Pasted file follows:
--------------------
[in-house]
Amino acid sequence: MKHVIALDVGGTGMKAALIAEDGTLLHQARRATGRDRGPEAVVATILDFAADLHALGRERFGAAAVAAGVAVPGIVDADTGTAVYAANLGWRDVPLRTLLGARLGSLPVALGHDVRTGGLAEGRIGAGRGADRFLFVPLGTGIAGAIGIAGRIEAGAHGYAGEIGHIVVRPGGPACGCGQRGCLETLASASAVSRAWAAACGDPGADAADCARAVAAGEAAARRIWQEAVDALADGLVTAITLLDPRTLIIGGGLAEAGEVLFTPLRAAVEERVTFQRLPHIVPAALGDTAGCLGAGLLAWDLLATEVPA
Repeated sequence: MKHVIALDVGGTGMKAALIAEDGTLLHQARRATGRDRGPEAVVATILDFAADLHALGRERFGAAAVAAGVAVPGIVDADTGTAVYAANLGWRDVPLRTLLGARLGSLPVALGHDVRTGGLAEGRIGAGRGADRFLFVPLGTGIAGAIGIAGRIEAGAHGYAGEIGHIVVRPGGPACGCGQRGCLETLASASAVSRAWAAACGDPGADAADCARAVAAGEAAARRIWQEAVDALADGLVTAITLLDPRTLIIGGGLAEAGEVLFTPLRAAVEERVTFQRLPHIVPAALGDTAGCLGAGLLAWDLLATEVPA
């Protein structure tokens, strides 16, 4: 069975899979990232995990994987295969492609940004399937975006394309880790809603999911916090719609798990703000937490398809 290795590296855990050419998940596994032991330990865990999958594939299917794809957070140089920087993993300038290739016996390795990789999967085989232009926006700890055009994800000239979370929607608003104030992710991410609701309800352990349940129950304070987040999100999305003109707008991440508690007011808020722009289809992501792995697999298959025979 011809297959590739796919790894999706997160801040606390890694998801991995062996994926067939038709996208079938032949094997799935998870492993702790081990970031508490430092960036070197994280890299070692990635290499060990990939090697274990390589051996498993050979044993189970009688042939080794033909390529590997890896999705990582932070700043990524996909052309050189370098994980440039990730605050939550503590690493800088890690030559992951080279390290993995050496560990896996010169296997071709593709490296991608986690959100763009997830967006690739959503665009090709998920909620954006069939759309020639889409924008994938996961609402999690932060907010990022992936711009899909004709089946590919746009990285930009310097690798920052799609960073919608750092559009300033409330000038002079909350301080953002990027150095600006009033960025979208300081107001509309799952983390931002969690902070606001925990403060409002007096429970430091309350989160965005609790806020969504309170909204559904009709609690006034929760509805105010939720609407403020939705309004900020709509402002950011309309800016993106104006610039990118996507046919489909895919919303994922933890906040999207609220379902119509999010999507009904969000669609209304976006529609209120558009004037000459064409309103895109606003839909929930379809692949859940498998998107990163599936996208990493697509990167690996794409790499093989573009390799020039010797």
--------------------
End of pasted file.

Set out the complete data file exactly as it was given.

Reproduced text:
[in-house]
Amino acid sequence: MKHVIALDVGGTGMKAALIAEDGTLLHQARRATGRDRGPEAVVATILDFAADLHALGRERFGAAAVAAGVAVPGIVDADTGTAVYAANLGWRDVPLRTLLGARLGSLPVALGHDVRTGGLAEGRIGAGRGADRFLFVPLGTGIAGAIGIAGRIEAGAHGYAGEIGHIVVRPGGPACGCGQRGCLETLASASAVSRAWAAACGDPGADAADCARAVAAGEAAARRIWQEAVDALADGLVTAITLLDPRTLIIGGGLAEAGEVLFTPLRAAVEERVTFQRLPHIVPAALGDTAGCLGAGLLAWDLLATEVPA
Repeated sequence: MKHVIALDVGGTGMKAALIAEDGTLLHQARRATGRDRGPEAVVATILDFAADLHALGRERFGAAAVAAGVAVPGIVDADTGTAVYAANLGWRDVPLRTLLGARLGSLPVALGHDVRTGGLAEGRIGAGRGADRFLFVPLGTGIAGAIGIAGRIEAGAHGYAGEIGHIVVRPGGPACGCGQRGCLETLASASAVSRAWAAACGDPGADAADCARAVAAGEAAARRIWQEAVDALADGLVTAITLLDPRTLIIGGGLAEAGEVLFTPLRAAVEERVTFQRLPHIVPAALGDTAGCLGAGLLAWDLLATEVPA
């Protein structure tokens, strides 16, 4: 069975899979990232995990994987295969492609940004399937975006394309880790809603999911916090719609798990703000937490398809 290795590296855990050419998940596994032991330990865990999958594939299917794809957070140089920087993993300038290739016996390795990789999967085989232009926006700890055009994800000239979370929607608003104030992710991410609701309800352990349940129950304070987040999100999305003109707008991440508690007011808020722009289809992501792995697999298959025979 011809297959590739796919790894999706997160801040606390890694998801991995062996994926067939038709996208079938032949094997799935998870492993702790081990970031508490430092960036070197994280890299070692990635290499060990990939090697274990390589051996498993050979044993189970009688042939080794033909390529590997890896999705990582932070700043990524996909052309050189370098994980440039990730605050939550503590690493800088890690030559992951080279390290993995050496560990896996010169296997071709593709490296991608986690959100763009997830967006690739959503665009090709998920909620954006069939759309020639889409924008994938996961609402999690932060907010990022992936711009899909004709089946590919746009990285930009310097690798920052799609960073919608750092559009300033409330000038002079909350301080953002990027150095600006009033960025979208300081107001509309799952983390931002969690902070606001925990403060409002007096429970430091309350989160965005609790806020969504309170909204559904009709609690006034929760509805105010939720609407403020939705309004900020709509402002950011309309800016993106104006610039990118996507046919489909895919919303994922933890906040999207609220379902119509999010999507009904969000669609209304976006529609209120558009004037000459064409309103895109606003839909929930379809692949859940498998998107990163599936996208990493697509990167690996794409790499093989573009390799020039010797």